In conversation

Fashion designer, lecturer and former co-owner of Easton Pearson | A conversation with Lydia Pearson

James St Guide Book Edition Three is now available at participating retailers – get your hands on a complimentary copy before it’s too late!

Featuring, a carefully curated summary of the boutiques, dining destinations, eateries and laneways of James St, the guide, is created for locals and visitors alike.

Divided into six dedicated categories including New Stories; Stay; Fashion; Food + Drink; Lifestyle + Design and Health + Beauty, the guide book is editorial in style. Every store sits alongside original images which invite you to view James St with a fresh perspective.

There are three New Stories – one of which features a conversation with fashion designer, lecturer and former co-owner of Easton Pearson, Lydia Pearson. View the full conversation below:


Fashion designer, lecturer and former co-owner of Easter Pearson

What do you like about the James Street Precinct?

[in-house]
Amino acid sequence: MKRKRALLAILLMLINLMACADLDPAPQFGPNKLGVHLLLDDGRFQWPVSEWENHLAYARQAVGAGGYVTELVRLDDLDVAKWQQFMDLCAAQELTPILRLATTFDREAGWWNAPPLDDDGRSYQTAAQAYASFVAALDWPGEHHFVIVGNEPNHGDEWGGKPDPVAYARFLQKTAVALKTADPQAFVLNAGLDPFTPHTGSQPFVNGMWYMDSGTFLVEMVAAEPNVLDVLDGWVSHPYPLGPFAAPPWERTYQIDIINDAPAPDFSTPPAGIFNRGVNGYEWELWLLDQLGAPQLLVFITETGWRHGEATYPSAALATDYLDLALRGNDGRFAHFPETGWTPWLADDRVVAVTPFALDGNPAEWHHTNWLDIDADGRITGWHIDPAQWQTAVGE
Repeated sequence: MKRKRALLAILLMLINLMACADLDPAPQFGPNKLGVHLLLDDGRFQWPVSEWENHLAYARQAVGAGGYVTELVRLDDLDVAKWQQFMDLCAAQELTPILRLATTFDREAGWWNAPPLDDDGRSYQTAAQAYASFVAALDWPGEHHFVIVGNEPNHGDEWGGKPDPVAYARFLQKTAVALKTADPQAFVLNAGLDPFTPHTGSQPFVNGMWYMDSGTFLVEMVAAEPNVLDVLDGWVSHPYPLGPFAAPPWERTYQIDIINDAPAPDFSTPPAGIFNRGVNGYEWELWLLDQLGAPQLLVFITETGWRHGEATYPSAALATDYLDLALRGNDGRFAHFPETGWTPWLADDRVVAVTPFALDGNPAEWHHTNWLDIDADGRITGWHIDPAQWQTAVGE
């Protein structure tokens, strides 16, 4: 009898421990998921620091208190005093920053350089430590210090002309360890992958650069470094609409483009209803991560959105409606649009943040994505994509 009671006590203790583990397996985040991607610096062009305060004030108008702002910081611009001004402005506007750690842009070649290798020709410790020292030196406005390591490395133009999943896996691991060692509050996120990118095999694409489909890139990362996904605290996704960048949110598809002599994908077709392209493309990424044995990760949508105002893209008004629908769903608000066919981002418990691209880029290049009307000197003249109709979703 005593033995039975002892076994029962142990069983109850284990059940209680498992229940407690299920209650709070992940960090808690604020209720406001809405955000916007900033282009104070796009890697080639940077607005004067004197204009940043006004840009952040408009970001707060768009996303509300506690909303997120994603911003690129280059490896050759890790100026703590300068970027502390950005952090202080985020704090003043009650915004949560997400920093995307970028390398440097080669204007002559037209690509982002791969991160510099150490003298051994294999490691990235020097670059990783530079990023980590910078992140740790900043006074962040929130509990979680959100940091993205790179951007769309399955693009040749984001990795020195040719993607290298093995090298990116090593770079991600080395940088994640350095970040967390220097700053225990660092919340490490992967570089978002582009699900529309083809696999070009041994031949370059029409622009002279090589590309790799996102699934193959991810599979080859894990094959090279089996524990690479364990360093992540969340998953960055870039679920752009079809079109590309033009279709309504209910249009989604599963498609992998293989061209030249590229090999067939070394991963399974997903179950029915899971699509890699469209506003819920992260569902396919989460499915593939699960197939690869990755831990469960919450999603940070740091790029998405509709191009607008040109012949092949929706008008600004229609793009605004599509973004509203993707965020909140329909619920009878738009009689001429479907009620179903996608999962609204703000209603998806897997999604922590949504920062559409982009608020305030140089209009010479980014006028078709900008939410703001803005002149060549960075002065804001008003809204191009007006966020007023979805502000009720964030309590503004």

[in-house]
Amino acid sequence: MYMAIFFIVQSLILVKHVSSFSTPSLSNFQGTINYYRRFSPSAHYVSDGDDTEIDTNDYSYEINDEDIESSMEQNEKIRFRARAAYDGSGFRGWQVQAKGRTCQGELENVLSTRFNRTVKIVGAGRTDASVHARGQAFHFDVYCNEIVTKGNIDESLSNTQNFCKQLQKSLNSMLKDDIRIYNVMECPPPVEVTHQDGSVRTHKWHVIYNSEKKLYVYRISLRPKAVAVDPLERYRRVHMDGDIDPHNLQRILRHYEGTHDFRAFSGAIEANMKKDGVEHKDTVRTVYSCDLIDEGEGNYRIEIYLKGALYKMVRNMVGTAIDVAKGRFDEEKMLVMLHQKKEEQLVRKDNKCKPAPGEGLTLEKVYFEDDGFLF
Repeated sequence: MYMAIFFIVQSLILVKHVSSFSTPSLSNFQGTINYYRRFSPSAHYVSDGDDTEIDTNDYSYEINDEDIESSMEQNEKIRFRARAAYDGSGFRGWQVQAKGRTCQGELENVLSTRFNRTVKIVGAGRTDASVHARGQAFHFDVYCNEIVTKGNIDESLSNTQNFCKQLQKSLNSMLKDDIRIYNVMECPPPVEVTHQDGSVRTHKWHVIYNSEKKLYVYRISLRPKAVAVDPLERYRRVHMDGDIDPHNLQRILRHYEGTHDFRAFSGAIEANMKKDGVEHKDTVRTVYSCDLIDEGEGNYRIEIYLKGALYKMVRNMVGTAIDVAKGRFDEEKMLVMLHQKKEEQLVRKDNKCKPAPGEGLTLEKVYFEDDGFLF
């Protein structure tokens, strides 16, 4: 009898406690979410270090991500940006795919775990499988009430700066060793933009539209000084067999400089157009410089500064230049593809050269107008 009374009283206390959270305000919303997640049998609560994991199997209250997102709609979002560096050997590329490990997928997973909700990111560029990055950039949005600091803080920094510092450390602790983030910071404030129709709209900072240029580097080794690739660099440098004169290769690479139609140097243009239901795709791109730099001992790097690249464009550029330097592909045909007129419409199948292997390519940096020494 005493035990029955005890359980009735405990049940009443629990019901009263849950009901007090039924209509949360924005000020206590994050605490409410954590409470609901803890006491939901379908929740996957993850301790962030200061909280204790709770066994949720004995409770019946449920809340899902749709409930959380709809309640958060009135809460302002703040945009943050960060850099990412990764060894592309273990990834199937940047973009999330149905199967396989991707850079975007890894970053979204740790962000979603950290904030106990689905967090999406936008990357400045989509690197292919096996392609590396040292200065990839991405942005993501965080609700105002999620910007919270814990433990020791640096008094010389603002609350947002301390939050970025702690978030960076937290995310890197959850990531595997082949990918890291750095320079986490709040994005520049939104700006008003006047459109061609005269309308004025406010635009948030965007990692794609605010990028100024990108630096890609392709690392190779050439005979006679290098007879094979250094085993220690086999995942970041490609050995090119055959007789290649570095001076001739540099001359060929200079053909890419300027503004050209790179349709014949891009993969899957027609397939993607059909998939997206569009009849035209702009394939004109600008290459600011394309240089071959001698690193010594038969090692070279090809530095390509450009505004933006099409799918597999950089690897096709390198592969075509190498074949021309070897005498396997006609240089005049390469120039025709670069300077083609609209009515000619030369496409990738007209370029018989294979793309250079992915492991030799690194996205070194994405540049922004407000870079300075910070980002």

I love the way it’s been laid out. All those beautiful hanging gardens and trees makes it part of the landscape instead of a blot on the landscape. The hanging gardens are so cooling and soothing…


How does the physical layout affect visitors?

For people who like to shop, you can be on the street or a lane and not in a centre – always in the air with a feeling of a garden and community. It’s not a shopping precinct but a village.


What appeals to you about the aesthetic?

The vision of [the architects] has defined the aesthetic of the whole precinct, and they have done such an incredible job. I love sitting in Lobby Bar for coffee and people- watching, it feels very continental, like being in a film. The laneways have added character… and there is a feeling of established identity… The shade of the trees makes for such a comfortable summer outing, and in winter the sun and sky are so visible.


What special opportunities can James Street provide that you don’t find in others?

A sense of place and community, where the majority of the stores and businesses are authentic and local. It is a comfortable size, but with a well-curated group of tenants. The chance to walk and window shop, browse and buy, and even bring your dog, is part of the way life should be lived. I feel very lucky to call it my locale.

Posted on

May 21, 2019